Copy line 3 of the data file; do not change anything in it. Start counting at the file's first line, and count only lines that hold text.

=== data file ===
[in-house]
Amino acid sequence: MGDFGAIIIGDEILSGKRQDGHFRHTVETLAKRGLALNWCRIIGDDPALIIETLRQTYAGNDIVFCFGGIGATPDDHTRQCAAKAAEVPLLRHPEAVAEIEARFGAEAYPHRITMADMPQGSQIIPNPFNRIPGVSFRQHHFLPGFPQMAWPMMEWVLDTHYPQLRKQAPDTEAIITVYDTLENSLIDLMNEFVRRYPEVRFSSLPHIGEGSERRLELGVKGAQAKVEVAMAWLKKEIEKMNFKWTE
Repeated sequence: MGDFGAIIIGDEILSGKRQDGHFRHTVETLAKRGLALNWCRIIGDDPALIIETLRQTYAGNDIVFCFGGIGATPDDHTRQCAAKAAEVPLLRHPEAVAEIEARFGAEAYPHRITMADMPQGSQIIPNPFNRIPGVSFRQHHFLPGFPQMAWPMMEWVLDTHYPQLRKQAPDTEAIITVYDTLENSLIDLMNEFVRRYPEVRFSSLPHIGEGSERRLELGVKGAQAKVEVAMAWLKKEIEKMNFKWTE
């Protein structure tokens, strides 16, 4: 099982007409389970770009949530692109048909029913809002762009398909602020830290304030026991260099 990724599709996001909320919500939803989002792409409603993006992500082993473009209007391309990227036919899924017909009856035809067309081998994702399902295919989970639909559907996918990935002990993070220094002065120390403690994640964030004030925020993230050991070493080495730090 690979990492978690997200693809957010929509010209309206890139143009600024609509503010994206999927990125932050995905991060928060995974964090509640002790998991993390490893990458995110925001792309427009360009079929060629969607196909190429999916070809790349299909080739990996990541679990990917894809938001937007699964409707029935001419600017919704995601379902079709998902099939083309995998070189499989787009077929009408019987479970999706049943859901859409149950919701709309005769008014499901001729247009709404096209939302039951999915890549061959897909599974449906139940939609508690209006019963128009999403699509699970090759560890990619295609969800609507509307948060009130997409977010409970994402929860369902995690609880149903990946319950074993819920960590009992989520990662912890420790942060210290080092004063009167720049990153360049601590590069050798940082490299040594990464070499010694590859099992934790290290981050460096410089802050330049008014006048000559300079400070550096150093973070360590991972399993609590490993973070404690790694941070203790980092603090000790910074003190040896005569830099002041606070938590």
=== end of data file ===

Repeated sequence: MGDFGAIIIGDEILSGKRQDGHFRHTVETLAKRGLALNWCRIIGDDPALIIETLRQTYAGNDIVFCFGGIGATPDDHTRQCAAKAAEVPLLRHPEAVAEIEARFGAEAYPHRITMADMPQGSQIIPNPFNRIPGVSFRQHHFLPGFPQMAWPMMEWVLDTHYPQLRKQAPDTEAIITVYDTLENSLIDLMNEFVRRYPEVRFSSLPHIGEGSERRLELGVKGAQAKVEVAMAWLKKEIEKMNFKWTE